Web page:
The extent of the devastation from a series of wildfires in Portugal is staggering.

By Monday afternoon, the death toll had reached 63 and the country was in the midst of a three-day period of national mourning.

Thousands of firefighters, including reinforcements from other European nations, had descended on the town of Pedrogao Grande to help battle the deadliest fires on record in Portugal’s history.

Images from the fire zone show what are essentially walls of smoke and flame towering over the town. Many of the deaths occurred as people were attempting to drive to safety.

Like most members of Waterloo Region’s Portuguese community, Tony Lopo has been following news of the fires closely.

He grew up in a village near Pedrogao Grande, spending the first 15 years of his life there.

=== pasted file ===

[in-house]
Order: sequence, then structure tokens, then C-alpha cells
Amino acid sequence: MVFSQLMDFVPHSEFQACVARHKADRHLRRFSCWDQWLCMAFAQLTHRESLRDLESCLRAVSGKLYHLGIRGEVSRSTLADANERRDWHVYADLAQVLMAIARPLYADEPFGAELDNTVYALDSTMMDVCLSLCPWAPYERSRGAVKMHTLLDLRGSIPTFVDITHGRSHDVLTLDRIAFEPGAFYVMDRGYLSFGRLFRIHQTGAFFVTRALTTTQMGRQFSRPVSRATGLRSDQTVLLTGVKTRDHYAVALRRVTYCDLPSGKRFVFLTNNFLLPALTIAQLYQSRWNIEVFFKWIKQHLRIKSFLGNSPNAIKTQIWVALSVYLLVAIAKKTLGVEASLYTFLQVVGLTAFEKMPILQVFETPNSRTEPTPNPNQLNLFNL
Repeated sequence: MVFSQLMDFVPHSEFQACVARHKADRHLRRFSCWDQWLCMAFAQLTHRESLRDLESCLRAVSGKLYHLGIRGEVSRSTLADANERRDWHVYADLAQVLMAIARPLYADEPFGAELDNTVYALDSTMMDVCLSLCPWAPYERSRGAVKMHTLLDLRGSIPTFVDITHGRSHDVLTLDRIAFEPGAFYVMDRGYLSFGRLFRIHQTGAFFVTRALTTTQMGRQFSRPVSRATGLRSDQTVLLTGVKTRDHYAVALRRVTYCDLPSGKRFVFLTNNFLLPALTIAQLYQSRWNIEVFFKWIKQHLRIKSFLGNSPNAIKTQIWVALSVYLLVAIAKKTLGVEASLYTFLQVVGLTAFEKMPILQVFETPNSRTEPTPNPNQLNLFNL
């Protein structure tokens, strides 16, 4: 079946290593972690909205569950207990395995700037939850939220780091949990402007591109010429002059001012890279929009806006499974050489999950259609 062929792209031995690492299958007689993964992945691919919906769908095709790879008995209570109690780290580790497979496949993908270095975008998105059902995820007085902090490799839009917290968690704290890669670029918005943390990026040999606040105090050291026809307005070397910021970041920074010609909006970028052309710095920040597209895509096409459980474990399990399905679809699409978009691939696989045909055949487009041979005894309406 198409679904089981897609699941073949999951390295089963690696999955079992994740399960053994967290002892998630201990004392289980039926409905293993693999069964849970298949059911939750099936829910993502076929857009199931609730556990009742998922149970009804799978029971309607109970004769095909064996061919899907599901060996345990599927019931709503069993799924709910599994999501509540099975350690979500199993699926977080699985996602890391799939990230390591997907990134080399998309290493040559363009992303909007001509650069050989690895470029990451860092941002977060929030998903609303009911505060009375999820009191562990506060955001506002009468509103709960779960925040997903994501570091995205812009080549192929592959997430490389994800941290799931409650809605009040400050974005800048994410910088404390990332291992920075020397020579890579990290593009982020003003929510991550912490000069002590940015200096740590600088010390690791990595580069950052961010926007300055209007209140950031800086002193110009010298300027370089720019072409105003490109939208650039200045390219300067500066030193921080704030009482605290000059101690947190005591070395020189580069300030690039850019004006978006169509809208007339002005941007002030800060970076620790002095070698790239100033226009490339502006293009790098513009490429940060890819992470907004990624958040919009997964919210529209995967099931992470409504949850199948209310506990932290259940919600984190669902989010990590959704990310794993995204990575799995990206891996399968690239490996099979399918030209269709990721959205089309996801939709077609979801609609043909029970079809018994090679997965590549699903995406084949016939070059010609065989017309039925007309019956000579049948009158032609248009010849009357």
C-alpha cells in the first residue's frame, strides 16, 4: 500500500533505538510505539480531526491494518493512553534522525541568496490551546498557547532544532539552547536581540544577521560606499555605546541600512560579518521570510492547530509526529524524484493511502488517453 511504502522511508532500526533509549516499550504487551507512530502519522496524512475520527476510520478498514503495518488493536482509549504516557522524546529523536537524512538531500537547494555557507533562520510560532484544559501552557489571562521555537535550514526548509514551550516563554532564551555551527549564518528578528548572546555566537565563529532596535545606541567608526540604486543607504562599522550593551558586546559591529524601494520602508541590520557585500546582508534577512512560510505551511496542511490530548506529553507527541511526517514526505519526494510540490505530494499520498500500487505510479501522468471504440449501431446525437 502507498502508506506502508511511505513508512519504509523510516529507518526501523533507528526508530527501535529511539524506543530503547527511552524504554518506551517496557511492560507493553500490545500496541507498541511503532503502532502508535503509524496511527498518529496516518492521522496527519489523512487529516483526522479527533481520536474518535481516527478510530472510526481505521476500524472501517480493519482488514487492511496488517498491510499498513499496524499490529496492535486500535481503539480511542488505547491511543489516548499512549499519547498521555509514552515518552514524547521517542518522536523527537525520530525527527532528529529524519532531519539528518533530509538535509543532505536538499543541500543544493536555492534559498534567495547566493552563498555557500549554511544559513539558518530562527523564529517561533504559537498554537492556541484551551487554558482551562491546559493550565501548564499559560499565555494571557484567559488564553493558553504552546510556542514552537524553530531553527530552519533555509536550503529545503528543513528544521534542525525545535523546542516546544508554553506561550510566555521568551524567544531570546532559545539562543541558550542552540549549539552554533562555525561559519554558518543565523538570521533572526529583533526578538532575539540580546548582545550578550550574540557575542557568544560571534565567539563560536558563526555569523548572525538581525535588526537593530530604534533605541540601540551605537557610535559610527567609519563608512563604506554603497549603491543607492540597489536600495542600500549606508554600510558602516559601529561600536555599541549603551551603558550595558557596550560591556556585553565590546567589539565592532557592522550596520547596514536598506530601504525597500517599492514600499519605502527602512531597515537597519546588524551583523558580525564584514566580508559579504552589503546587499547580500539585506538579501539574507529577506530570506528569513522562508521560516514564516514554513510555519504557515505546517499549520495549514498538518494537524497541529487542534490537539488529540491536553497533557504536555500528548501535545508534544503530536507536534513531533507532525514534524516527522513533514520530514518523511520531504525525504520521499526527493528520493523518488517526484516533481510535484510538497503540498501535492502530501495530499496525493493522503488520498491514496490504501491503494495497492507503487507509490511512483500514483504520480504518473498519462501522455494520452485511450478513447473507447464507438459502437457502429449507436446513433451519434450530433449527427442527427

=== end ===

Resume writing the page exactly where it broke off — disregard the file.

“It’s pretty well gone,” he says of his hometown.

Some of Lopo’s relatives were affected by the fire. One brother lost a significant amount of farmland, although his home survived the flames.

“He’s happy that he’s alive and he didn’t lose his home, but the rest is all gone,” Lopo says.

Lopo says his brother has told him that the heavy smoke has left Pedrogao Grande dealing with so much dark smoke that “it looks like it’s night all the time.”

Antonio Brito, who left Portugal for Waterloo Region in 1980 and hosts a local radio show for the Portuguese community, says the devastation is unlike anything the country has seen before.

“We can’t do much against nature,” he says.

“Everybody is crying.”

Lopo says he wishes something could be done to bring “a lot of hope and a lot of attention” to the surviving victims.

“Some of those people – they lost pretty well everything,” he says.

The fire is believed to have started with a lightning strike, and been fueled by high temperatures and dry conditions.

With reporting by Marc Venema and files from The Associated Press